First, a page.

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Team Support Specialist Forest Ranger Training Program Belize

SW Team conducted a second visit to the Chiquibul National park, Belize, Central America.

This was in support of the “Heart of Belize” project, which we launched 2 years ago.

The Friends for Conservation and Development Rangers have the task to help protect an area of a quarter of a million hectares of rain forest, known as the Chiquibul National park, which is in the western part of Belize. You will remember that they face cross border issues from Guatemalan criminal gangs known as Xateros, who are exploiting the forest for illegal activities, such as logging of cedar and mahogany and exploitation and removal of xate a type of 'fish-tailed' shape palm leaf, which is used in flower arranging around the world. They face illegal farming activities along the border and gold mining in the jungle streams in the high Maya mountain ranges. The native wildlife species such as peccary, tapir, jaguars and pumas are under threat along with a very rapidly declining population of the rare and beautiful scarlet macaw. These and many other species are under threat from illegal activities from gangs, who either kill and eat them for bush meat, or sell them to the pet trade in Guatemala and Mexico.

The SW Team were asked to go out to Belize to monitor and assist with FCD’s training, for Specialized Tactical Rescue Medics Course. The course gives the rangers the ability to apply technical 'far from help” medical skills in support of their patrols; or as search and rescue teams within the National Park for expeditions and ecotourism.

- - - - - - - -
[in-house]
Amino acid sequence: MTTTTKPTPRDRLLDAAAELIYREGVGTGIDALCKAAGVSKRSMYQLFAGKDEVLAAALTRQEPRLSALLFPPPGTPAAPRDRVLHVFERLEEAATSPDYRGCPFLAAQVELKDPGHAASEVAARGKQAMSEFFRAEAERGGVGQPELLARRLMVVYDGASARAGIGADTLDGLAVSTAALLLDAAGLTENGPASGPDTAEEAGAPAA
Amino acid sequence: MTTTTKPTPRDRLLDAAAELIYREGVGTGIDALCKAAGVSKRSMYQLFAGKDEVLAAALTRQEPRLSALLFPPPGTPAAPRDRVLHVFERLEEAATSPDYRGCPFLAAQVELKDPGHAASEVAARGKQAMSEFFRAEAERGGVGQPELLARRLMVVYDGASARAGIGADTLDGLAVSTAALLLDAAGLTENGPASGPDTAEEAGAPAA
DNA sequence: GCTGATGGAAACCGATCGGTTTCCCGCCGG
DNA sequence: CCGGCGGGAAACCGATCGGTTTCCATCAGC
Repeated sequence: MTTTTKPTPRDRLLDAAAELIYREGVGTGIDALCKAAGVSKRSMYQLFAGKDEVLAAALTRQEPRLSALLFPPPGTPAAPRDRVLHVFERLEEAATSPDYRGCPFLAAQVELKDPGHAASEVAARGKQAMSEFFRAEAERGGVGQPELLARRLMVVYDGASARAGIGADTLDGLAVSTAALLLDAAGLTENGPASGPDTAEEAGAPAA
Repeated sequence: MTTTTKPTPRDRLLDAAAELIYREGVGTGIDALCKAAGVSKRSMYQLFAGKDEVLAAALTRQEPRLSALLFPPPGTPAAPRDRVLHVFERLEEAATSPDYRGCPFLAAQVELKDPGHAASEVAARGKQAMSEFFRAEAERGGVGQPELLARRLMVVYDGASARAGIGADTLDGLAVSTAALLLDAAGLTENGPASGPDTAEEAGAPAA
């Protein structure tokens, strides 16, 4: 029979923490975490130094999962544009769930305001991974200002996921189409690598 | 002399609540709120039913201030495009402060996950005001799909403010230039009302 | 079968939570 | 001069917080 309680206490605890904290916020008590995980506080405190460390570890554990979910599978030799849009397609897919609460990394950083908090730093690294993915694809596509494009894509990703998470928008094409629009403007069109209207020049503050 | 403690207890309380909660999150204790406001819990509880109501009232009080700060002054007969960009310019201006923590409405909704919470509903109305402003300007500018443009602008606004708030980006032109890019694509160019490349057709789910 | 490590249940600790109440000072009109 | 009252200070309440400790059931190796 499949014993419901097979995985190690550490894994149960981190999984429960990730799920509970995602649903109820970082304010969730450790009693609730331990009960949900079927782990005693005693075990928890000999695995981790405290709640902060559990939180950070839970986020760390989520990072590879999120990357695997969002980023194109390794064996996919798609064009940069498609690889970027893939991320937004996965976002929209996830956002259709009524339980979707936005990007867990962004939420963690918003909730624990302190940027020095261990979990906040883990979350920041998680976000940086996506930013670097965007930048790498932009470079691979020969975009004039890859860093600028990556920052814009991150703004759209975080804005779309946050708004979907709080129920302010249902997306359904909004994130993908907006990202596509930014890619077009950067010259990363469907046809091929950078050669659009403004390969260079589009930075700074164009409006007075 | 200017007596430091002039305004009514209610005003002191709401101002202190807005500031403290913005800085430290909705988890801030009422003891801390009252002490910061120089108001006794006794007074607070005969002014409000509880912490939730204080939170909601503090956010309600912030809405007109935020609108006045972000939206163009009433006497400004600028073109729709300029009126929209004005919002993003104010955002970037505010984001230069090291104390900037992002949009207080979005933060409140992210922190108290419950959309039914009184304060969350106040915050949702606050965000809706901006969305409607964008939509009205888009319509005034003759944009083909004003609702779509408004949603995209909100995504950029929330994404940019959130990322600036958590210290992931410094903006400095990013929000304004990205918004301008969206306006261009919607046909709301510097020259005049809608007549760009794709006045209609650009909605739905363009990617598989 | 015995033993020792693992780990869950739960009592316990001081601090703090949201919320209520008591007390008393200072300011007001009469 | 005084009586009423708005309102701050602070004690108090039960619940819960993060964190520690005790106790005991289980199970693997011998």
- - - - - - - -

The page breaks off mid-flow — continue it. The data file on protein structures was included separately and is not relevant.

What started out as observation, turned into training support and we were glad to be on hand to provide our experience and skills in subjects such as safety and survival, trauma medical skills, navigation, skill at arms and tactics.

The rangers and other course participants from the forestry service, archaeology department, and the Belize search and rescue teams performed extremely well and enjoyed the training immensely.

At the end of the course, I presented a silk map kindly donated by David Overton from

The map is of the Chiquibul National Park and it has the Friends For Conservation and Development name printed on the top. Rafael was extremely happy for our contribution to the course and the gift! He presented the team with a trophy made from cedar, salvaged from illegally cut timber from the Chiquibul. It features a hand carved Chiquibul National Park emblem, made of locally found slate.

The project is now increasing in momentum, and in the next few months we will keep you all posted on more exciting developments, with the Survival Wisdom involvement, in the program conceived to help protect this incredible landscape.

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